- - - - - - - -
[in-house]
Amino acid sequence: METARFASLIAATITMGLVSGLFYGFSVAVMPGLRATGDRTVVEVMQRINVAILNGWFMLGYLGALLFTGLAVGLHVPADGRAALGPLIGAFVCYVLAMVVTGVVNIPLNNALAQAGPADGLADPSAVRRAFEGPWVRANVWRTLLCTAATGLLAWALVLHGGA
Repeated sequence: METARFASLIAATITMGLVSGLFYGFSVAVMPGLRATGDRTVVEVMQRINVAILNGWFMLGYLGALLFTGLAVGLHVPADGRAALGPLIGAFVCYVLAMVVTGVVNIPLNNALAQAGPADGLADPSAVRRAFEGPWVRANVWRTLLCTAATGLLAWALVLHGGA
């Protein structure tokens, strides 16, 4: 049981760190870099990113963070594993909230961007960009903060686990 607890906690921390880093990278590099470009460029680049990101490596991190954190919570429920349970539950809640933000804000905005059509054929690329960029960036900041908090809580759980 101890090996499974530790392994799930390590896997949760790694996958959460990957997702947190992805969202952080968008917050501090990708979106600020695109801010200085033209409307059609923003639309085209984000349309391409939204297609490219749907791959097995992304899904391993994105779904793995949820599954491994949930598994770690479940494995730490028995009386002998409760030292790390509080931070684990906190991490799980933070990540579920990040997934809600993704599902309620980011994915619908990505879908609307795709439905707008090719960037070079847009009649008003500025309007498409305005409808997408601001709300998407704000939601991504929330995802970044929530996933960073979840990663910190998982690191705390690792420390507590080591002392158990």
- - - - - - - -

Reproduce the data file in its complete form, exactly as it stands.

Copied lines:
[in-house]
Amino acid sequence: METARFASLIAATITMGLVSGLFYGFSVAVMPGLRATGDRTVVEVMQRINVAILNGWFMLGYLGALLFTGLAVGLHVPADGRAALGPLIGAFVCYVLAMVVTGVVNIPLNNALAQAGPADGLADPSAVRRAFEGPWVRANVWRTLLCTAATGLLAWALVLHGGA
Repeated sequence: METARFASLIAATITMGLVSGLFYGFSVAVMPGLRATGDRTVVEVMQRINVAILNGWFMLGYLGALLFTGLAVGLHVPADGRAALGPLIGAFVCYVLAMVVTGVVNIPLNNALAQAGPADGLADPSAVRRAFEGPWVRANVWRTLLCTAATGLLAWALVLHGGA
């Protein structure tokens, strides 16, 4: 049981760190870099990113963070594993909230961007960009903060686990 607890906690921390880093990278590099470009460029680049990101490596991190954190919570429920349970539950809640933000804000905005059509054929690329960029960036900041908090809580759980 101890090996499974530790392994799930390590896997949760790694996958959460990957997702947190992805969202952080968008917050501090990708979106600020695109801010200085033209409307059609923003639309085209984000349309391409939204297609490219749907791959097995992304899904391993994105779904793995949820599954491994949930598994770690479940494995730490028995009386002998409760030292790390509080931070684990906190991490799980933070990540579920990040997934809600993704599902309620980011994915619908990505879908609307795709439905707008090719960037070079847009009649008003500025309007498409305005409808997408601001709300998407704000939601991504929330995802970044929530996933960073979840990663910190998982690191705390690792420390507590080591002392158990």